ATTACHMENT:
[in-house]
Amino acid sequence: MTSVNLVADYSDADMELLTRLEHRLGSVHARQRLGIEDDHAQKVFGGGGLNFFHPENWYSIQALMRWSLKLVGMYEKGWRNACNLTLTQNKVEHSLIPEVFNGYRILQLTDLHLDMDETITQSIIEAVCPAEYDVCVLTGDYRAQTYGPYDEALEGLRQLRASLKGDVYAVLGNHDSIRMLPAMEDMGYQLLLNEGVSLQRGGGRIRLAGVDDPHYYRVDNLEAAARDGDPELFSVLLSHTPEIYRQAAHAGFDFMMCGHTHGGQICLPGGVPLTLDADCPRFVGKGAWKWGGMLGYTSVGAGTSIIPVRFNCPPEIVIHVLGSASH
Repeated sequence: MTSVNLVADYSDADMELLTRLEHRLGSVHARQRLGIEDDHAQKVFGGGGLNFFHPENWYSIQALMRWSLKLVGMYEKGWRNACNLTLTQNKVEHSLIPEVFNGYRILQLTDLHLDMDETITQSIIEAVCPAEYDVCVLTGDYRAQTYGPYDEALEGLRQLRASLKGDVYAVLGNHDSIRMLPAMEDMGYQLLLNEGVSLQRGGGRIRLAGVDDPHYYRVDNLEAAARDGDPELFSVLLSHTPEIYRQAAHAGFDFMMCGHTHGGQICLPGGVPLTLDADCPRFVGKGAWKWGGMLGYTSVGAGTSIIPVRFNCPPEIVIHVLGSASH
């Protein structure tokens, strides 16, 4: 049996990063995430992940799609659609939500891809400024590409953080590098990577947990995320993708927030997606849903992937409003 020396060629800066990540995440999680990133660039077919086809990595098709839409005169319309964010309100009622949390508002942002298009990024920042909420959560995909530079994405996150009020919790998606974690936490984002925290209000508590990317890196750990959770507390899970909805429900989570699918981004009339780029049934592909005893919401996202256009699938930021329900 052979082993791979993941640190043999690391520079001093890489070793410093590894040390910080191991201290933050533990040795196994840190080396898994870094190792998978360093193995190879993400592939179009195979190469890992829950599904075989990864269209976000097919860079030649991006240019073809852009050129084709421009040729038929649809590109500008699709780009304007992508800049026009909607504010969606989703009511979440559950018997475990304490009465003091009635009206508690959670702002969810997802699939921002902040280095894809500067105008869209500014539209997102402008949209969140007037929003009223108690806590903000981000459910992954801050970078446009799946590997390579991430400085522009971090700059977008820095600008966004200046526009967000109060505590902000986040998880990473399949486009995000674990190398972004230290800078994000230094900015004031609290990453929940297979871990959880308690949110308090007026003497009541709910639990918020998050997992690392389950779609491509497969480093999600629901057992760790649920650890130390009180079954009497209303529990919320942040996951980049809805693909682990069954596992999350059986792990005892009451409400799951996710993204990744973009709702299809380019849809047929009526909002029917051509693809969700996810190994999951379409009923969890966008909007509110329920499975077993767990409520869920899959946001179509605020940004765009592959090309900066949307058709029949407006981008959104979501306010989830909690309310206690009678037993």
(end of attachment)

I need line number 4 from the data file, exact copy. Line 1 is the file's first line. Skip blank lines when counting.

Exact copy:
């Protein structure tokens, strides 16, 4: 049996990063995430992940799609659609939500891809400024590409953080590098990577947990995320993708927030997606849903992937409003 020396060629800066990540995440999680990133660039077919086809990595098709839409005169319309964010309100009622949390508002942002298009990024920042909420959560995909530079994405996150009020919790998606974690936490984002925290209000508590990317890196750990959770507390899970909805429900989570699918981004009339780029049934592909005893919401996202256009699938930021329900 052979082993791979993941640190043999690391520079001093890489070793410093590894040390910080191991201290933050533990040795196994840190080396898994870094190792998978360093193995190879993400592939179009195979190469890992829950599904075989990864269209976000097919860079030649991006240019073809852009050129084709421009040729038929649809590109500008699709780009304007992508800049026009909607504010969606989703009511979440559950018997475990304490009465003091009635009206508690959670702002969810997802699939921002902040280095894809500067105008869209500014539209997102402008949209969140007037929003009223108690806590903000981000459910992954801050970078446009799946590997390579991430400085522009971090700059977008820095600008966004200046526009967000109060505590902000986040998880990473399949486009995000674990190398972004230290800078994000230094900015004031609290990453929940297979871990959880308690949110308090007026003497009541709910639990918020998050997992690392389950779609491509497969480093999600629901057992760790649920650890130390009180079954009497209303529990919320942040996951980049809805693909682990069954596992999350059986792990005892009451409400799951996710993204990744973009709702299809380019849809047929009526909002029917051509693809969700996810190994999951379409009923969890966008909007509110329920499975077993767990409520869920899959946001179509605020940004765009592959090309900066949307058709029949407006981008959104979501306010989830909690309310206690009678037993």